The ultimate goal and purpose of the ICS-Compendium is to become the de facto reference guide for Construction Project Management, that will find its way onto bookshelves in every General Contractor’s library. The ICS-Compendium is being written from the Contractor’s perspective which, as you know, is very different than how the Owner sees the project. Virtually all existing literature on Project Management is written from the Owner’s point of view.

There is so much that is wrong with how we currently manage our construction projects that the solutions cannot be fully discussed in a single volume. That is why the ICS-Compendium has multiple volumes. Each book speaks to a different aspect of the Problem and Solution. For each Project Management Model (Dominant or Cognitive) there are four volumes, each speaking to a different aspect of the model:

  • Technology Books speak to what we do it with: to the tools, techniques, and technical aspects of Project Time Management. CPM Mechanics is the Technology Book for the Dominant Project Management model.
  • Ideology Books speak to why we do it: the values, beliefs, goals, philosophies, standards, policies, and other intellectual aspects of Project Time Management.
  • Methodology Books speak to what we do: the practices, processes, and procedures performed on a daily basis that bring the Ideology to life.
  • Ecology Books speak to the operational context in which we do what we do: the project’s operating conditions and atmosphere.

CPM Mechanics is Essential Reading!

Not only is CPM Mechanics the first book in the Dominant Project Management Series, it is also the first book in the entire ICS-Compendium, which means that the Cognitive Project Management Series is predicated on it as well. So it all comes down to this: do you want to improve the outcome of your projects?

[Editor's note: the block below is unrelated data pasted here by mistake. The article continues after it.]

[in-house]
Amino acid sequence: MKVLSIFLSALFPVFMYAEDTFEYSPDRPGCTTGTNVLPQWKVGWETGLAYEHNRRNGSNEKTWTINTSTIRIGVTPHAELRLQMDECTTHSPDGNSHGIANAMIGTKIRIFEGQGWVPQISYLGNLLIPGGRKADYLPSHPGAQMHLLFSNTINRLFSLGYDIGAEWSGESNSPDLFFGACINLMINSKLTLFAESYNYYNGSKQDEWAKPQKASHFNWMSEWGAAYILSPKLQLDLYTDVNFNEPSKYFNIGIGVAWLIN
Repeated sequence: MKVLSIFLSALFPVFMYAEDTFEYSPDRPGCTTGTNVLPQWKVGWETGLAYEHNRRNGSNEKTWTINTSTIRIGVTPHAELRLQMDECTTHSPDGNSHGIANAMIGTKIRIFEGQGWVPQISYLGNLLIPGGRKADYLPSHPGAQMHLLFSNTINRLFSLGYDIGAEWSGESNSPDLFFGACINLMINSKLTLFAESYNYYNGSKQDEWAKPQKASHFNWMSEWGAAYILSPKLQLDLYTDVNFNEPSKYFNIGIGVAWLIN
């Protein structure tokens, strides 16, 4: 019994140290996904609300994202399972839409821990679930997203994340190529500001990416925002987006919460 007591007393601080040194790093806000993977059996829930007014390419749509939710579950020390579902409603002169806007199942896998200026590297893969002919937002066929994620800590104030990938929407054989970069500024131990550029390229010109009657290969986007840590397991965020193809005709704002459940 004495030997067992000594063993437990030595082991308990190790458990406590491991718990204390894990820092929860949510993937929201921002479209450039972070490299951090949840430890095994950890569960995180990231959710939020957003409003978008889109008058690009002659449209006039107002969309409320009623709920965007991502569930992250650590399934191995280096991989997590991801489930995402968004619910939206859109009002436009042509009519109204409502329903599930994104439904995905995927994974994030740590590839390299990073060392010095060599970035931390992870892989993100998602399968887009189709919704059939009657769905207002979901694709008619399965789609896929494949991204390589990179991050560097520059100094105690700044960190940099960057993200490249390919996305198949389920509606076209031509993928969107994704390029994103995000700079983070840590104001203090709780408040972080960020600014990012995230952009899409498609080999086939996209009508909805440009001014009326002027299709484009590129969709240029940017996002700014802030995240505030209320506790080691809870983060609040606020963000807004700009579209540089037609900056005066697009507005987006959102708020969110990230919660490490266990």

If you do, then you must understand why you are in the best position to make that happen. You can make unilateral changes in how you organize, deploy, administer and execute your projects. And … you can have a tremendous influence on the Owners you work with, to help them understand and learn about ways that they can improve the outcome of their projects.

One thing is certain:  you cannot bring about improvements by doing the same things that have proven ineffective to date. You need to learn what is good in the current Project Management model, and what could stand changing. Begin by educating yourself. Wipe away the confusion about the technical stuff that has alluded you all along. In so doing, expose the flaws in the current model. Learn what works … and what does not

There is much more to Construction Project Time Management than traditional construction scheduling. Your project management professional training need to take you beyond expand beyond basic project planning and scheduling steps, techniques, or processes. It needs to take you to a mostly-unaddressed aspect of Project Time Management: information usage.

CPM Mechanics is required reading … if you really want to change your Project Management track record.